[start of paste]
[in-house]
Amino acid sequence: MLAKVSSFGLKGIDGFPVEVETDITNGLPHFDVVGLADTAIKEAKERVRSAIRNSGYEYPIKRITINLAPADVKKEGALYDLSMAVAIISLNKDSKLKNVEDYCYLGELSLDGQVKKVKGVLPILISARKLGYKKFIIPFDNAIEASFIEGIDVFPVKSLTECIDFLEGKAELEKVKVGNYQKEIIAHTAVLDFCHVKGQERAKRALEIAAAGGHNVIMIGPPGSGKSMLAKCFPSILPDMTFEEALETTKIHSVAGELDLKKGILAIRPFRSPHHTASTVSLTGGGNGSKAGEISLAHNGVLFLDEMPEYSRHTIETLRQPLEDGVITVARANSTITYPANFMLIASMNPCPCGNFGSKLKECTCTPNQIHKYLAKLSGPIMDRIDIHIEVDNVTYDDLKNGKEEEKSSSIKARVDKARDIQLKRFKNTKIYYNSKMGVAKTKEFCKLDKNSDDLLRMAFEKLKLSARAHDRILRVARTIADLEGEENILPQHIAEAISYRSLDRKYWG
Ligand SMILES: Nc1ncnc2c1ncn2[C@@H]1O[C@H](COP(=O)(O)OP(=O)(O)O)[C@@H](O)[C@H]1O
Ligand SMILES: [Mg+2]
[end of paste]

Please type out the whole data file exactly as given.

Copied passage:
[in-house]
Amino acid sequence: MLAKVSSFGLKGIDGFPVEVETDITNGLPHFDVVGLADTAIKEAKERVRSAIRNSGYEYPIKRITINLAPADVKKEGALYDLSMAVAIISLNKDSKLKNVEDYCYLGELSLDGQVKKVKGVLPILISARKLGYKKFIIPFDNAIEASFIEGIDVFPVKSLTECIDFLEGKAELEKVKVGNYQKEIIAHTAVLDFCHVKGQERAKRALEIAAAGGHNVIMIGPPGSGKSMLAKCFPSILPDMTFEEALETTKIHSVAGELDLKKGILAIRPFRSPHHTASTVSLTGGGNGSKAGEISLAHNGVLFLDEMPEYSRHTIETLRQPLEDGVITVARANSTITYPANFMLIASMNPCPCGNFGSKLKECTCTPNQIHKYLAKLSGPIMDRIDIHIEVDNVTYDDLKNGKEEEKSSSIKARVDKARDIQLKRFKNTKIYYNSKMGVAKTKEFCKLDKNSDDLLRMAFEKLKLSARAHDRILRVARTIADLEGEENILPQHIAEAISYRSLDRKYWG
Ligand SMILES: Nc1ncnc2c1ncn2[C@@H]1O[C@H](COP(=O)(O)OP(=O)(O)O)[C@@H](O)[C@H]1O
Ligand SMILES: [Mg+2]